Uterine fibroids are non-cancerous tumors that grow in the uterus and can be treated through focused ultrasound surgery. The procedure is also known as magnetic resonance-guided focused ultrasound surgery and focused ultrasound ablation. The procedure is straightforward and non-invasive. Your surgery will be done in the magnetic resonance imaging (MRI) scanner.
The MRI scans help your doctor better understand the density, shape, and location of fibroids inside your uterus. They also provide the doctor with a proper understanding of the surrounding structures that are to be avoided during the surgery. The sound waves delivered by the ultrasound transducer heat up and destroy the fibroid tissue until the entire fibroid is eliminated.
What should I know about a focused ultrasound surgery?
You should note that the length of the focused ultrasound surgery varies, depending on the number and size of fibroids.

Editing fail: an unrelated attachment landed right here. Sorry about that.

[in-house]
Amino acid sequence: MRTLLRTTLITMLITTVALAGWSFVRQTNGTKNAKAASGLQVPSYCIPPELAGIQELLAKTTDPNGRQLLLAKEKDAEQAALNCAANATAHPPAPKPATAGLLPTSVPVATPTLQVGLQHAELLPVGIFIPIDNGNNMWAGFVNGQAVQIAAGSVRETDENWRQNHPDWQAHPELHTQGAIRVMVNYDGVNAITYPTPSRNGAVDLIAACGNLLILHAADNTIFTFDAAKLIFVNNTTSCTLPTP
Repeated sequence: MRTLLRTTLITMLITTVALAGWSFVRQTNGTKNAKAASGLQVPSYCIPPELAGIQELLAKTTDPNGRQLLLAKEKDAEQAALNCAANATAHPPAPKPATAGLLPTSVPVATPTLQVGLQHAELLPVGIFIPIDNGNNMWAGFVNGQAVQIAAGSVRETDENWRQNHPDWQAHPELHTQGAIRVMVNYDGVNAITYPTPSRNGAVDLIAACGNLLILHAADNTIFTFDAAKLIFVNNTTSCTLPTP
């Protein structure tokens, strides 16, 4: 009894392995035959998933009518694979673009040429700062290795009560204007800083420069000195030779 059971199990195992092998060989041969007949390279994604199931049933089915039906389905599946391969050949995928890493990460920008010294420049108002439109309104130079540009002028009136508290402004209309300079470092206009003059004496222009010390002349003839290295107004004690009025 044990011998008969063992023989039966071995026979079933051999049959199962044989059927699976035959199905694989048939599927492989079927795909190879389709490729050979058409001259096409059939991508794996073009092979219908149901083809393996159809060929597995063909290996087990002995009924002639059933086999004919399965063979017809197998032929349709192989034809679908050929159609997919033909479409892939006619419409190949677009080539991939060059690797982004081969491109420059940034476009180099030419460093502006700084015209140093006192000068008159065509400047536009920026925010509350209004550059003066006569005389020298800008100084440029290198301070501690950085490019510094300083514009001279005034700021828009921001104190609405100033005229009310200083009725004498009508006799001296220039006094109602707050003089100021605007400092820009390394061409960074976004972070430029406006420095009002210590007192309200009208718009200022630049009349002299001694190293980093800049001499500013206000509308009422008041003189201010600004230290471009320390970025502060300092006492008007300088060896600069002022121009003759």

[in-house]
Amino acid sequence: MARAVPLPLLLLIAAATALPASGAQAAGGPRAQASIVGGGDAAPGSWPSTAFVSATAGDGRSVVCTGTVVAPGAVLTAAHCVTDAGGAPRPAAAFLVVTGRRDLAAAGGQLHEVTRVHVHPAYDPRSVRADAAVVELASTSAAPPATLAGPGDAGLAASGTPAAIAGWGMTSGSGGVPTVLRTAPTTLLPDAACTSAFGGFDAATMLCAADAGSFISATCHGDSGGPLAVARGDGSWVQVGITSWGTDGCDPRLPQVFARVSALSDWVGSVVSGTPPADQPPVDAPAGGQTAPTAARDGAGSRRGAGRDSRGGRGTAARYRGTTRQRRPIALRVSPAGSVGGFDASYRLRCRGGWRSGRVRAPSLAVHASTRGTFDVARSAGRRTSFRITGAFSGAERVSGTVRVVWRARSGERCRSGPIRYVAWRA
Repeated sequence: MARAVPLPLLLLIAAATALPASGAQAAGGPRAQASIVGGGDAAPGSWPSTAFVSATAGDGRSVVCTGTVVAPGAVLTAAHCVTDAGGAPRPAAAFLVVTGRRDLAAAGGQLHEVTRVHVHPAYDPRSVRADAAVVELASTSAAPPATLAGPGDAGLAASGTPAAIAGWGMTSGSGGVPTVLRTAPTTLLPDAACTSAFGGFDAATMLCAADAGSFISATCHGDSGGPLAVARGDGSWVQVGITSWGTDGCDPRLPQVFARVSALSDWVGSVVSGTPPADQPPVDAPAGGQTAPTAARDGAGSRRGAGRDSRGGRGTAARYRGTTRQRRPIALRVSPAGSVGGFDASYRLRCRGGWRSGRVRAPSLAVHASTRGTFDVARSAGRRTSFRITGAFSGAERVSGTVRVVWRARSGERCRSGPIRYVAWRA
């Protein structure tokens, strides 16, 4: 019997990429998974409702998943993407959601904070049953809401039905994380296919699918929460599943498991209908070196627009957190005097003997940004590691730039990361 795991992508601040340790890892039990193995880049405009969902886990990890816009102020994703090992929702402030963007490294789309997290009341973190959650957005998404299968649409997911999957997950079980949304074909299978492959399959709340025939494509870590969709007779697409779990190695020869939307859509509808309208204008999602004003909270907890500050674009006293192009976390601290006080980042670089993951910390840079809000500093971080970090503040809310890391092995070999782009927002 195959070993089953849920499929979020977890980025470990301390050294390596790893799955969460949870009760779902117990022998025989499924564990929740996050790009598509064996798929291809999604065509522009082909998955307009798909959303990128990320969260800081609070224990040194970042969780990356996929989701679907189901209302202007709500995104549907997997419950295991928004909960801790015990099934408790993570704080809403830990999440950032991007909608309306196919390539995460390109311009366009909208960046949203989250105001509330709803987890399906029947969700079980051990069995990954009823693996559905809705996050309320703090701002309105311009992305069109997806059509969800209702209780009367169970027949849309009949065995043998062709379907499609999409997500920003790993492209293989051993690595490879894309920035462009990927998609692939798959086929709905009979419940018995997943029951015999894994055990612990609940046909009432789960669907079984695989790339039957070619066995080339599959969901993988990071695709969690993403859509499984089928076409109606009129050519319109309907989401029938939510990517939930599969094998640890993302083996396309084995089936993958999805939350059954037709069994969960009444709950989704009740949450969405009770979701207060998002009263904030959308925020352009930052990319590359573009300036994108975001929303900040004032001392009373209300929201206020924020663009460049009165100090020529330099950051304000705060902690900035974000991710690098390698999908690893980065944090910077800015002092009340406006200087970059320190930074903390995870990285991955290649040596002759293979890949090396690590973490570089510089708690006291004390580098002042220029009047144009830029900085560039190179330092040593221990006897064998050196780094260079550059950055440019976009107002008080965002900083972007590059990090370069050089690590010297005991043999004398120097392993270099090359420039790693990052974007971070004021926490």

- Your doctor will ask you to lie down on your stomach. The surgical team will monitor you and the procedure from the adjacent room throughout the process. You can see, hear, and talk to them during the procedure.
- Your focused ultrasound surgery will begin while you are in the MRI scanner.
- Focused ultrasound waves will heat up and destroy your fibroids. During the procedure, the MRI machine will constantly monitor the temperature and determine the desired output results.
- Each sound wave takes 12 to 30 seconds to destroy the fibroid, and there will be a 45- to 90-second cooling-off period for each sound wave to allow the tissue to cool down.
- You can inform your medical team if you feel any discomfort in the middle or at any time during the surgery.
Why is a focused ultrasound surgery performed for uterine fibroids?
A focused ultrasound surgery is performed for uterine fibroids in any of the following conditions.
- If you are experiencing excessive menstrual bleeding, pressure, and pelvic pain due to uterine fibroids
- Since it is a non-invasive, simple alternative to surgical methods
- To help you return to your daily routine after the procedure
- If you are a woman and want to have children in the future
It may not be a good option for you if:
- You have multiple abdominal scars which makes it difficult to find a safe path between the fibroid and the transducer
- If your doctor diagnoses you with large or numerous fibroids
- If your doctor is doubtful whether your fibroid is a cancerous growth